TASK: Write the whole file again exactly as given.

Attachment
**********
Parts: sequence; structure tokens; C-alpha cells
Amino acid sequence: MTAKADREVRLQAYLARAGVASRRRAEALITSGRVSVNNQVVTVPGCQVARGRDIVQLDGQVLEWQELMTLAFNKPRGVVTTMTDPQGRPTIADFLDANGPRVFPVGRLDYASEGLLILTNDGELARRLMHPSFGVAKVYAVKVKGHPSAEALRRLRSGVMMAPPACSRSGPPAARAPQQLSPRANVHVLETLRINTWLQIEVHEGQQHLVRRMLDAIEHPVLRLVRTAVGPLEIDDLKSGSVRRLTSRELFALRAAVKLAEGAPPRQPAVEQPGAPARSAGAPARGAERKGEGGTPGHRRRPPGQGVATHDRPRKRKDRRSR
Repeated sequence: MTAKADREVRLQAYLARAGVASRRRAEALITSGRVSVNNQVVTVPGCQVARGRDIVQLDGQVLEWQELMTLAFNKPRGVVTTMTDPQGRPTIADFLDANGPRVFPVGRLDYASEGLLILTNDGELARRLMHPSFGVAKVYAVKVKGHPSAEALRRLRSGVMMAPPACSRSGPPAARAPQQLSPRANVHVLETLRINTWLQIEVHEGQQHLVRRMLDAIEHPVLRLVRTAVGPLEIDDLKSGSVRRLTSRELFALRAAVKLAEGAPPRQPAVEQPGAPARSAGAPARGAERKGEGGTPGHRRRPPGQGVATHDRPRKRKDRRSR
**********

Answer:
Parts: sequence; structure tokens; C-alpha cells
Amino acid sequence: MTAKADREVRLQAYLARAGVASRRRAEALITSGRVSVNNQVVTVPGCQVARGRDIVQLDGQVLEWQELMTLAFNKPRGVVTTMTDPQGRPTIADFLDANGPRVFPVGRLDYASEGLLILTNDGELARRLMHPSFGVAKVYAVKVKGHPSAEALRRLRSGVMMAPPACSRSGPPAARAPQQLSPRANVHVLETLRINTWLQIEVHEGQQHLVRRMLDAIEHPVLRLVRTAVGPLEIDDLKSGSVRRLTSRELFALRAAVKLAEGAPPRQPAVEQPGAPARSAGAPARGAERKGEGGTPGHRRRPPGQGVATHDRPRKRKDRRSR
Repeated sequence: MTAKADREVRLQAYLARAGVASRRRAEALITSGRVSVNNQVVTVPGCQVARGRDIVQLDGQVLEWQELMTLAFNKPRGVVTTMTDPQGRPTIADFLDANGPRVFPVGRLDYASEGLLILTNDGELARRLMHPSFGVAKVYAVKVKGHPSAEALRRLRSGVMMAPPACSRSGPPAARAPQQLSPRANVHVLETLRINTWLQIEVHEGQQHLVRRMLDAIEHPVLRLVRTAVGPLEIDDLKSGSVRRLTSRELFALRAAVKLAEGAPPRQPAVEQPGAPARSAGAPARGAERKGEGGTPGHRRRPPGQGVATHDRPRKRKDRRSR